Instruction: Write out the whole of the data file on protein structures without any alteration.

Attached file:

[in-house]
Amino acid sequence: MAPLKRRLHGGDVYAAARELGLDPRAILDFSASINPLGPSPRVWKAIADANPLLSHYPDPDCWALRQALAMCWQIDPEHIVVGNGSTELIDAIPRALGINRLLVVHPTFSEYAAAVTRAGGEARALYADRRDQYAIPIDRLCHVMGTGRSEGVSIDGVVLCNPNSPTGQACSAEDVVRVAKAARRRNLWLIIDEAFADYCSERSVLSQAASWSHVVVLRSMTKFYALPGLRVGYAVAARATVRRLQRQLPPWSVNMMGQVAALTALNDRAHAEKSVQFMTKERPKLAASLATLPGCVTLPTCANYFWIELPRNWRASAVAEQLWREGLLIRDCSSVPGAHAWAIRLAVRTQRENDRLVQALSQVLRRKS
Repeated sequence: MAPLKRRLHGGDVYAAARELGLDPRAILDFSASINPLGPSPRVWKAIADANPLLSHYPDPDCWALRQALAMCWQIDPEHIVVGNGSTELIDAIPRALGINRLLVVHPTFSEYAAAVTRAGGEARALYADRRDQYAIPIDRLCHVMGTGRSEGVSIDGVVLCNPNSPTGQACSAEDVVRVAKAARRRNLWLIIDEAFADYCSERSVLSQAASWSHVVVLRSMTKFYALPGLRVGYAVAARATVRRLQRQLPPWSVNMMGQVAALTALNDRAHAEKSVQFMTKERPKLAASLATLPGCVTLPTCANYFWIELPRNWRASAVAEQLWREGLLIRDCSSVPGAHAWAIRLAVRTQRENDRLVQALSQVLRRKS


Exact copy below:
[in-house]
Amino acid sequence: MAPLKRRLHGGDVYAAARELGLDPRAILDFSASINPLGPSPRVWKAIADANPLLSHYPDPDCWALRQALAMCWQIDPEHIVVGNGSTELIDAIPRALGINRLLVVHPTFSEYAAAVTRAGGEARALYADRRDQYAIPIDRLCHVMGTGRSEGVSIDGVVLCNPNSPTGQACSAEDVVRVAKAARRRNLWLIIDEAFADYCSERSVLSQAASWSHVVVLRSMTKFYALPGLRVGYAVAARATVRRLQRQLPPWSVNMMGQVAALTALNDRAHAEKSVQFMTKERPKLAASLATLPGCVTLPTCANYFWIELPRNWRASAVAEQLWREGLLIRDCSSVPGAHAWAIRLAVRTQRENDRLVQALSQVLRRKS
Repeated sequence: MAPLKRRLHGGDVYAAARELGLDPRAILDFSASINPLGPSPRVWKAIADANPLLSHYPDPDCWALRQALAMCWQIDPEHIVVGNGSTELIDAIPRALGINRLLVVHPTFSEYAAAVTRAGGEARALYADRRDQYAIPIDRLCHVMGTGRSEGVSIDGVVLCNPNSPTGQACSAEDVVRVAKAARRRNLWLIIDEAFADYCSERSVLSQAASWSHVVVLRSMTKFYALPGLRVGYAVAARATVRRLQRQLPPWSVNMMGQVAALTALNDRAHAEKSVQFMTKERPKLAASLATLPGCVTLPTCANYFWIELPRNWRASAVAEQLWREGLLIRDCSSVPGAHAWAIRLAVRTQRENDRLVQALSQVLRRKS